# polynomial rings

• Feb 27th 2009, 08:22 PM
dori1123
polynomial rings
Let $\displaystyle f(x)$ be a polynomial in $\displaystyle \mathbb{Z}[x]$. Prove that if $\displaystyle f(x)$ has a root $\displaystyle \alpha \in \mathbb{Z}$, then $\displaystyle f(x)$ has a linear factor in $\displaystyle \mathbb{Z}[x]$.

Suppose $\displaystyle f(x)$ has a root $\displaystyle \alpha \in \mathbb{Z}$, then $\displaystyle f(x)$ is reducible, and then $\displaystyle f(x) = a(x)(x - \alpha)$ for some nonconstant polynomial $\displaystyle a(x) \in \mathbb{Z}[x]$. So $\displaystyle x - \alpha$ is a linear factor in $\displaystyle \mathbb{Z}[x]$.

Is this correct? Did I miss anything important in this proof?
• Feb 28th 2009, 12:01 AM
kalagota
Quote:

Originally Posted by dori1123
Let $\displaystyle f(x)$ be a polynomial in $\displaystyle \mathbb{Z}[x]$. Prove that if $\displaystyle f(x)$ has a root $\displaystyle \alpha \in \mathbb{Z}$, then $\displaystyle f(x)$ has a linear factor in $\displaystyle \mathbb{Z}[x]$.

Suppose $\displaystyle f(x)$ has a root $\displaystyle \alpha \in \mathbb{Z}$, then $\displaystyle f(x)$ is reducible, and then $\displaystyle f(x) = a(x)(x - \alpha)$ for some nonconstant polynomial $\displaystyle a(x) \in \mathbb{Z}[x]$. So $\displaystyle x - \alpha$ is a linear factor in $\displaystyle \mathbb{Z}[x]$.

Is this correct? Did I miss anything important in this proof?

there is no assumption on the degree of $\displaystyle f$ so you cannot say that $\displaystyle a(x)$ is non constant..

well, this is a direct consequence of the division algorithm. since you think that $\displaystyle x-\alpha$ is the linear factor, then try writing $\displaystyle f(x)=g(x)(x-\alpha) + R$ where $\displaystyle R$ is a non zero constant or $\displaystyle R=0$.
• Feb 28th 2009, 12:35 PM
dori1123
Quote:

Originally Posted by kalagota
there is no assumption on the degree of $\displaystyle f$ so you cannot say that $\displaystyle a(x)$ is non constant..

well, this is a direct consequence of the division algorithm. since you think that $\displaystyle x-\alpha$ is the linear factor, then try writing $\displaystyle f(x)=g(x)(x-\alpha) + R$ where $\displaystyle R$ is a non zero constant or $\displaystyle R=0$.

But $\displaystyle \mathbb{Z}[x]$ is not a field, there's no Euclidean Algorithm...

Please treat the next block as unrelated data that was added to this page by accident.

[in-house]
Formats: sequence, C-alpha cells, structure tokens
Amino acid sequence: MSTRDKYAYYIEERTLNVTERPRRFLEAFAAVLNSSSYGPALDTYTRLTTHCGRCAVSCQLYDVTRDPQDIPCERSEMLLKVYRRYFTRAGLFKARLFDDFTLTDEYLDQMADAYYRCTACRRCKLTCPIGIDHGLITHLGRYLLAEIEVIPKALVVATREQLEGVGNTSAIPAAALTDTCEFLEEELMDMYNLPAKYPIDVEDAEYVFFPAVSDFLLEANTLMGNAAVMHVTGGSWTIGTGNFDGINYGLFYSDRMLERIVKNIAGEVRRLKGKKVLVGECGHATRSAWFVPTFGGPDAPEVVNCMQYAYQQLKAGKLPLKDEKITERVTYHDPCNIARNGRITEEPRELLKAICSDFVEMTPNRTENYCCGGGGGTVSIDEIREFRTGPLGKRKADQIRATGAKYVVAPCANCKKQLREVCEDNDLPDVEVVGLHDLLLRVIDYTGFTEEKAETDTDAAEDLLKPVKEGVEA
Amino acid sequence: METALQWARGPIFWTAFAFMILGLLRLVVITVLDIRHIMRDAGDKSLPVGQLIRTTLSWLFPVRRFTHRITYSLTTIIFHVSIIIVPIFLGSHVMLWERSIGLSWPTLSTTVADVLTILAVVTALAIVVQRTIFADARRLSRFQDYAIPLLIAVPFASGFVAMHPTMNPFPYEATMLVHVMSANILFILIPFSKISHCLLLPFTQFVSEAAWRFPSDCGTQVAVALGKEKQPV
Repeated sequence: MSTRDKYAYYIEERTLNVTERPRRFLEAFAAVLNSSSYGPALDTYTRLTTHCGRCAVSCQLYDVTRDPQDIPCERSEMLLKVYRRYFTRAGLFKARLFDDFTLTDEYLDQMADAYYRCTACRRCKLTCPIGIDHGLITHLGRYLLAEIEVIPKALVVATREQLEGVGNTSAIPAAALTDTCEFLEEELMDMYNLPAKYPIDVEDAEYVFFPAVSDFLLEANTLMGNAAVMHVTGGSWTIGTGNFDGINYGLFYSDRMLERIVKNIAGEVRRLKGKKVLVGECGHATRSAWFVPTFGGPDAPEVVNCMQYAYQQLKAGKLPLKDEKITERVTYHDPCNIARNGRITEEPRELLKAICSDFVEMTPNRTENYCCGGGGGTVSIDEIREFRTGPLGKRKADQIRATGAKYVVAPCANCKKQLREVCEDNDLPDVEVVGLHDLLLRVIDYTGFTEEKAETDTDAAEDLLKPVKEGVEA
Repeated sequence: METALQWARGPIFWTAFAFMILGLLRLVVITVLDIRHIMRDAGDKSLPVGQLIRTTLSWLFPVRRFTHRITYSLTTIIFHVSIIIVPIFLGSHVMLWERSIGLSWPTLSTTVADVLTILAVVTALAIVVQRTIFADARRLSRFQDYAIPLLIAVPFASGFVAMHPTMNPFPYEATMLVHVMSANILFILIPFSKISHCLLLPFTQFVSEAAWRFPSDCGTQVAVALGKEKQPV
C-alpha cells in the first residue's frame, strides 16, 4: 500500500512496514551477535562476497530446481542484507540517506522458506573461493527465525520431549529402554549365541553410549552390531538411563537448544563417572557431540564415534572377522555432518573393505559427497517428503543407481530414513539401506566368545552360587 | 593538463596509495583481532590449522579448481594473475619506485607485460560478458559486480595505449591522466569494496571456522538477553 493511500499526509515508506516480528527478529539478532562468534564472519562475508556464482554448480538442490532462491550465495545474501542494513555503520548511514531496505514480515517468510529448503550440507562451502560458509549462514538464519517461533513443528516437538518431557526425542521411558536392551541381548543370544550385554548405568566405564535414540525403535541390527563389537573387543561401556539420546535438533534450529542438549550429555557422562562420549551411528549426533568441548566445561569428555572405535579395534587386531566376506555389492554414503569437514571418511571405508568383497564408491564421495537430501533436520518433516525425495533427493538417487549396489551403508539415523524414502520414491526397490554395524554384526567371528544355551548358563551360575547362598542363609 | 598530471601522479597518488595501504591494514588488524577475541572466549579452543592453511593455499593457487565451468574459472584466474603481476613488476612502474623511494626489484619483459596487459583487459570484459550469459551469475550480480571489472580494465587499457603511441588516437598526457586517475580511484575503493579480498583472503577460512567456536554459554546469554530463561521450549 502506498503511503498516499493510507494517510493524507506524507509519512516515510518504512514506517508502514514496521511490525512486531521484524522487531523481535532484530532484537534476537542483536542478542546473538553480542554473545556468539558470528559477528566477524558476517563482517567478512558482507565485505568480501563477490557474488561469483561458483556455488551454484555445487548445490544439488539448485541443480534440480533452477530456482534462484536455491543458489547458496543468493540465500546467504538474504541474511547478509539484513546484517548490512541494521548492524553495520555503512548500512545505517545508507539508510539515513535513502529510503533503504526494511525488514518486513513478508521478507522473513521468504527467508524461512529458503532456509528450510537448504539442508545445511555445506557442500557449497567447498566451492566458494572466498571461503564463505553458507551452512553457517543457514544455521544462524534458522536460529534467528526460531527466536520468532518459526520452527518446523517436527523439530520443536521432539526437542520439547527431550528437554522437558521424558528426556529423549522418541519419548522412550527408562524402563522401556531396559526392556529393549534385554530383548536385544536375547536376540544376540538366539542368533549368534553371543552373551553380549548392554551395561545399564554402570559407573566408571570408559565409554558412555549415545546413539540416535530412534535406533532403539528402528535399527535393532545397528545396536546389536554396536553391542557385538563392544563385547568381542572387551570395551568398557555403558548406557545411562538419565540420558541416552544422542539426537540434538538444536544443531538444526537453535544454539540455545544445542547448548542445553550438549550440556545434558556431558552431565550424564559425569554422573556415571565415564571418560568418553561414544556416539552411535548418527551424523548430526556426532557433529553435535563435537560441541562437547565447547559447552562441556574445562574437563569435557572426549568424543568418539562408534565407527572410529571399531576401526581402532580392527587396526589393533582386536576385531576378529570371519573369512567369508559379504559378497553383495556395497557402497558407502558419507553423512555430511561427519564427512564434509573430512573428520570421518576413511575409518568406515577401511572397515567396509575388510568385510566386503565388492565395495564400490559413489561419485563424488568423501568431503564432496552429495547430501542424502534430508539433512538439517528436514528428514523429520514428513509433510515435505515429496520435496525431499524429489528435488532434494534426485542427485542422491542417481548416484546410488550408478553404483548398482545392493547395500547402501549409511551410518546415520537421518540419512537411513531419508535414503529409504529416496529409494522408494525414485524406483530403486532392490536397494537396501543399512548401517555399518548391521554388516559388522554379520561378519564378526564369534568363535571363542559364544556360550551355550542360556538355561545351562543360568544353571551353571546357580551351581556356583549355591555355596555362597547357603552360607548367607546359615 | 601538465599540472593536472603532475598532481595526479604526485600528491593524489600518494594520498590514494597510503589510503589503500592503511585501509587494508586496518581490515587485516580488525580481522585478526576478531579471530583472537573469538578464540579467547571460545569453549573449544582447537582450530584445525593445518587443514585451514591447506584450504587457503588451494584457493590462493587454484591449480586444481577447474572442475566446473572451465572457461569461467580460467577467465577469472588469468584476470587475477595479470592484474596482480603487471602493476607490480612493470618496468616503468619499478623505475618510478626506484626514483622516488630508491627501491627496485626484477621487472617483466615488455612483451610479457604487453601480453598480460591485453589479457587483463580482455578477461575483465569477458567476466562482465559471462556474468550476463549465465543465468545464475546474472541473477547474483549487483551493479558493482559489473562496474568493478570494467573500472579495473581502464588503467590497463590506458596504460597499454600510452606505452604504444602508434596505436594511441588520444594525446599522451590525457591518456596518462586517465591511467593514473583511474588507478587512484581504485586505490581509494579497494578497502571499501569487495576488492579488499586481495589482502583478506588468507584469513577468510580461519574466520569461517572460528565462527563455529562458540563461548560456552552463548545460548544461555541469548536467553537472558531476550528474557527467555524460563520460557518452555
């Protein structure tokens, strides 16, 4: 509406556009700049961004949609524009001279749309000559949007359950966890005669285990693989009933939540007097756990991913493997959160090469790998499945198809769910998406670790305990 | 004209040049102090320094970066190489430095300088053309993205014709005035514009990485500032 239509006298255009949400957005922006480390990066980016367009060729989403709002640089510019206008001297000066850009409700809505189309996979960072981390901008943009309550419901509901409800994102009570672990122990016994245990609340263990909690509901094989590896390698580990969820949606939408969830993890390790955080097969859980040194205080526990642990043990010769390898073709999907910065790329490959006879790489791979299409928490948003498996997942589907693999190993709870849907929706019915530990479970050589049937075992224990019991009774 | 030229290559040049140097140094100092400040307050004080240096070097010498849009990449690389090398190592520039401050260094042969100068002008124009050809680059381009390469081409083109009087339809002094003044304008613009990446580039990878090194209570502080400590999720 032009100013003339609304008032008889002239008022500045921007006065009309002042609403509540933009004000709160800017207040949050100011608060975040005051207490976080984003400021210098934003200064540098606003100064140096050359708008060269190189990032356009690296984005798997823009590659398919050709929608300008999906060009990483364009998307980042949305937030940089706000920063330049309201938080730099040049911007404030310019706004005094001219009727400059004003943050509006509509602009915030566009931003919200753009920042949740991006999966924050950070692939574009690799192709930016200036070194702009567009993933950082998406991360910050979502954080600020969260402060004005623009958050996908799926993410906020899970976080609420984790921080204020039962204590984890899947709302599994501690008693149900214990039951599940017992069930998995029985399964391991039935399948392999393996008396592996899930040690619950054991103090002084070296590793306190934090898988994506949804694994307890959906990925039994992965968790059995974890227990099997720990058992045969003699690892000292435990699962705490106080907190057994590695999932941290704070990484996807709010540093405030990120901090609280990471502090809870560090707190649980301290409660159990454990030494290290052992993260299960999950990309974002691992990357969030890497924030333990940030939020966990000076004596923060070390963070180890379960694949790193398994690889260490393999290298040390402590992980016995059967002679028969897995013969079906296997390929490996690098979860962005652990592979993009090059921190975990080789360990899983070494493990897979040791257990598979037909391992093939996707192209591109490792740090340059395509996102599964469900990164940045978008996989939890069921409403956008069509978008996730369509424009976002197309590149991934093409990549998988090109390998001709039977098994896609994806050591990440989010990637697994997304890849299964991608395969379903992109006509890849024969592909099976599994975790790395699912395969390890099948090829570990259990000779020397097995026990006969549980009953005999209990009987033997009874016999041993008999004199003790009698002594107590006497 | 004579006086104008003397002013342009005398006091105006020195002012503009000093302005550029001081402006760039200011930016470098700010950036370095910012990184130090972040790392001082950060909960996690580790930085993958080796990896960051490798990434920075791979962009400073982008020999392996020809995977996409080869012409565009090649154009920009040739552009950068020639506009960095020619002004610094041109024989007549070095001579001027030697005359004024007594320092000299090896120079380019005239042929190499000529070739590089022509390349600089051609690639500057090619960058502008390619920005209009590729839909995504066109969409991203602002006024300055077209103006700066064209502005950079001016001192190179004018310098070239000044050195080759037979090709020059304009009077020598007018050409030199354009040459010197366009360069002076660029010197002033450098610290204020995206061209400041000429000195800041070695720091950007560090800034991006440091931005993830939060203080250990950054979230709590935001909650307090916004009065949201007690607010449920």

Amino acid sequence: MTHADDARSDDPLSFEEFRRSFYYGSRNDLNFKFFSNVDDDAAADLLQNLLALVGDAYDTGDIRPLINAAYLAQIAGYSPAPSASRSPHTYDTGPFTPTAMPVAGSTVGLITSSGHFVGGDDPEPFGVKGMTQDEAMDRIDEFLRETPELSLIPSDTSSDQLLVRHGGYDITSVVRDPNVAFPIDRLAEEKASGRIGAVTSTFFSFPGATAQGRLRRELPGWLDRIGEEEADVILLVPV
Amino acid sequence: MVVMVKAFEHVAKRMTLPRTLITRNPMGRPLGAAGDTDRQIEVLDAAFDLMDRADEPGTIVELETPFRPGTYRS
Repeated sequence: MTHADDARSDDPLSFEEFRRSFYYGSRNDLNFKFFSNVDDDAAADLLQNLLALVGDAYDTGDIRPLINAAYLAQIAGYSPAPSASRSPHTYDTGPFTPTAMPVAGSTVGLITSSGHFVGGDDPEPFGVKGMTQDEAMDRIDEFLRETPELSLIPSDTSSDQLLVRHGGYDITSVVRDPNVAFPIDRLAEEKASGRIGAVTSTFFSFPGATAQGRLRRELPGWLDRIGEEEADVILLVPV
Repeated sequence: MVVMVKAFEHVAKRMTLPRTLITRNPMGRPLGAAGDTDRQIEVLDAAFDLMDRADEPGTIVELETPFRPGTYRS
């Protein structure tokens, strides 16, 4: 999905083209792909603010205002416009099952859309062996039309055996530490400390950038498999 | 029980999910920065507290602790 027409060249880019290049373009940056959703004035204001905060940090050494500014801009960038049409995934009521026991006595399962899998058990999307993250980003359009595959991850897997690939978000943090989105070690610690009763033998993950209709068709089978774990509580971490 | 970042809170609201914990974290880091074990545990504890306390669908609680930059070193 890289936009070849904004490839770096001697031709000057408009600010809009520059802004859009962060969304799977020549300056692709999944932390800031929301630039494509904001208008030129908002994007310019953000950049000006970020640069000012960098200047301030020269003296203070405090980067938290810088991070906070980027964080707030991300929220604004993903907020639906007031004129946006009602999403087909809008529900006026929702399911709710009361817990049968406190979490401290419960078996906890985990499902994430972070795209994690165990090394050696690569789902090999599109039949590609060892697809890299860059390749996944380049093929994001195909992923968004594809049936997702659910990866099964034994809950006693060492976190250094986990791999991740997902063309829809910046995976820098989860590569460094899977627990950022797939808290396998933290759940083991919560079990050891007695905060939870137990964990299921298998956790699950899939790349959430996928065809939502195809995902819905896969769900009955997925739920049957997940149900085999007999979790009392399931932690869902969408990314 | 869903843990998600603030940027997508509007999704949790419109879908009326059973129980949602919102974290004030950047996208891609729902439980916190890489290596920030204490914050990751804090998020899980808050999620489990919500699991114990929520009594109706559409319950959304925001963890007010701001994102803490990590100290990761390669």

• Feb 28th 2009, 03:29 PM
ThePerfectHacker
Quote:

Originally Posted by dori1123
But $\displaystyle \mathbb{Z}[x]$ is not a field, there's no Euclidean Algorithm...

The division algorithm does work for non-fields too, $\displaystyle \mathbb{Z}[x]$ is an example. (Wink)
• Feb 28th 2009, 05:04 PM
kalagota
another example is $\displaystyle \mathbb{Z}$ itself.. :)
• Feb 28th 2009, 05:31 PM
dori1123
Suppose $\displaystyle f(x) \in \mathbb{Z}[x]$ has a root $\displaystyle \alpha \in \mathbb{Z}$. By the division algorithm, $\displaystyle f(x) = q(x)(x-\alpha)+r$ for some polynomial $\displaystyle q(x) \in \mathbb{Z}[x]$ and for some $\displaystyle r \in \mathbb{Z}$. Since $\displaystyle f(\alpha)=0$, we have $\displaystyle r=0$. So $\displaystyle f(x)=q(x)(x-\alpha)$ and so $\displaystyle x-\alpha$ is a linear factor of $\displaystyle f(x) \in \mathbb{Z}[x]$. Is this correct?

Also, for the converse to be true, if $\displaystyle f(x) \in \mathbb{Z}[x]$ has a linear factor, then the linear factor must be a monic polynomial to guarantee that $\displaystyle f(x)$ has a root in $\displaystyle \mathbb{Z}$. Right? That's the only condition I can think of.
• Feb 28th 2009, 07:12 PM
ThePerfectHacker
Quote:

Originally Posted by dori1123

Also, for the converse to be true, if $\displaystyle f(x) \in \mathbb{Z}[x]$ has a linear factor, then the linear factor must be a monic polynomial to guarantee that $\displaystyle f(x)$ has a root in $\displaystyle \mathbb{Z}$. Right? That's the only condition I can think of.

If $\displaystyle f(x) = (x-a)g(x)$ then $\displaystyle f(a) = 0$, so $\displaystyle a$ is a zero.
• Feb 28th 2009, 08:26 PM
dori1123
Quote:

Originally Posted by ThePerfectHacker
If $\displaystyle f(x) = (x-a)g(x)$ then $\displaystyle f(a) = 0$, so $\displaystyle a$ is a zero.

I understand that the converse is true if $\displaystyle f(a)=0$ but why is $\displaystyle a$ zero?
• Feb 28th 2009, 08:44 PM
ThePerfectHacker
Quote:

Originally Posted by dori1123
I understand that the converse is true if $\displaystyle f(a)=0$ but why is $\displaystyle a$ zero?

No, $\displaystyle a$ is not zero, $\displaystyle a$ is a zero of $\displaystyle f$. This means $\displaystyle f(a) = 0$.
• Feb 28th 2009, 09:42 PM
dori1123
Quote:

Originally Posted by ThePerfectHacker
No, $\displaystyle a$ is not zero, $\displaystyle a$ is a zero of $\displaystyle f$. This means $\displaystyle f(a) = 0$.

Oh, you mean a root. Sorry, I got used to say roots.